Post Traumatic Stress Disorder (PTSD) can develop following exposure to a traumatic or very stressful life event. Events that may trigger PTSD include car accidents, physical or sexual assault, large-scale disasters, and combat, among others. Not everyone who experiences a traumatic event goes on to develop PTSD, but the more traumatic events have happened to you, the more likely you are to experience symptoms.

People with PTSD may have a variety of symptoms. Common ones include intrusive memories or flashbacks of the stressful event, vivid and distressing nightmares, intense guilt or shame, hypervigilance, anger and irritability, and sleep disturbances. Many people also avoid thoughts, people, and situations that remind them of the traumatic event. While this can be effective in reducing PTSD symptoms in the short term, it only serves to limit your life in the long term.

PTSD can occur at any point in a person’s life, including childhood. Many people come to therapy after years of suffering with symptoms, and they rarely feel optimistic about the possibility of change. However, PTSD can be effectively treated with therapy. I use a variety of research-supported treatments, including Cognitive Processing Therapy (CPT) and Prolonged Exposure (PE) to help you process your traumatic experiences, get unstuck from thought and behavior patterns that are no longer working for you, and live a fuller, more engaged life.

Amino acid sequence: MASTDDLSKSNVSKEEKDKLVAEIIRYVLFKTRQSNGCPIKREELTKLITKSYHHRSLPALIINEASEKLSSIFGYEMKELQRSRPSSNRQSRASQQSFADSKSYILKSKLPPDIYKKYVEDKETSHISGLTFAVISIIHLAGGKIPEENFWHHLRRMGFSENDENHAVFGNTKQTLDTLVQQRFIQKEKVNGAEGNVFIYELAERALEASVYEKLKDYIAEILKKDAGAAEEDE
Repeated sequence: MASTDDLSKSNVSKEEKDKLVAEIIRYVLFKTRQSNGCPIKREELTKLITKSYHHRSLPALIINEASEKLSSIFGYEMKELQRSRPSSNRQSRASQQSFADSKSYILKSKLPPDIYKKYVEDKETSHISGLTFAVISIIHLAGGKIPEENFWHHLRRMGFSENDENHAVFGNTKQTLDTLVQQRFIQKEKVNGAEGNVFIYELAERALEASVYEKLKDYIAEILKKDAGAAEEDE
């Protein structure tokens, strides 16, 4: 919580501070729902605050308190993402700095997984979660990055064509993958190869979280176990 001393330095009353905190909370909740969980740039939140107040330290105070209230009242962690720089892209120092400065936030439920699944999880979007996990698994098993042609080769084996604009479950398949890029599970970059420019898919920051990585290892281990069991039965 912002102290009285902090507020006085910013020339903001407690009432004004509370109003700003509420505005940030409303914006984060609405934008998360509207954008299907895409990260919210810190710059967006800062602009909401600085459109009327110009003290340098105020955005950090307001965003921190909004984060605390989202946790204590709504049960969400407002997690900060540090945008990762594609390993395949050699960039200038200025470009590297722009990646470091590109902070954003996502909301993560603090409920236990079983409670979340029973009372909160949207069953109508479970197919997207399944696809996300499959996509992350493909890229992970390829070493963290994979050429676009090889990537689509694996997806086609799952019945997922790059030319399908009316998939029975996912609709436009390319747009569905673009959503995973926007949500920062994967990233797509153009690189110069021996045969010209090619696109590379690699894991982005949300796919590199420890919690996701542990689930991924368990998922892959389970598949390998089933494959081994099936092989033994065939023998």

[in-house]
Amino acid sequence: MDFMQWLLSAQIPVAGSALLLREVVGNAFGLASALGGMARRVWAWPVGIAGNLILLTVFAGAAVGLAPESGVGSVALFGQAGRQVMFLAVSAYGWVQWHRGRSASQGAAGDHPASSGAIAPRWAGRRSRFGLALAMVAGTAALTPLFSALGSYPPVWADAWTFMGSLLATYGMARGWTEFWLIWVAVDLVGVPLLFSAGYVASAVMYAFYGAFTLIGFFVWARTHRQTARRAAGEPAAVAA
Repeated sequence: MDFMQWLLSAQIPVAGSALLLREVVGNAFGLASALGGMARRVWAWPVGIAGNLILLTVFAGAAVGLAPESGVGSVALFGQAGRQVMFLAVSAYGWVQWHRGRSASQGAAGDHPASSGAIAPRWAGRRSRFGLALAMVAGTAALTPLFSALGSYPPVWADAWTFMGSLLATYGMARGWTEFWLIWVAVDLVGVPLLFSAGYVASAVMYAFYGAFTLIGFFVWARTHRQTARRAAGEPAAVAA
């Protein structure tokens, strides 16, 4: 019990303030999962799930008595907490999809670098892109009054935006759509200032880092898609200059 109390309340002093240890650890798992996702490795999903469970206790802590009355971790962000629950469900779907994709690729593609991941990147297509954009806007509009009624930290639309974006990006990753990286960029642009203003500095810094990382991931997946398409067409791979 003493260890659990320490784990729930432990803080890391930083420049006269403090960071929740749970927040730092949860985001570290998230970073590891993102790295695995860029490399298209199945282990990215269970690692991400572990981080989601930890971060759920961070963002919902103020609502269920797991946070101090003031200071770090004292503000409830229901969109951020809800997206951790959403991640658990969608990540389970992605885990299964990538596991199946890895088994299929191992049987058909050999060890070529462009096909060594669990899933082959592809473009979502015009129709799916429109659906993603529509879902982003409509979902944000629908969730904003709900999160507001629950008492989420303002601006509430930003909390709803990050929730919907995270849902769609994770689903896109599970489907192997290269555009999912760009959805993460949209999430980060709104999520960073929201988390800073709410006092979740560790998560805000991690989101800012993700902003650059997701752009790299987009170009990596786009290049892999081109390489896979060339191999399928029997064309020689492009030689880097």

If you are suffering from PTSD, please know that you do not have to suffer alone. I can support you through the journey of getting better and help you develop resilience and confidence for facing the future.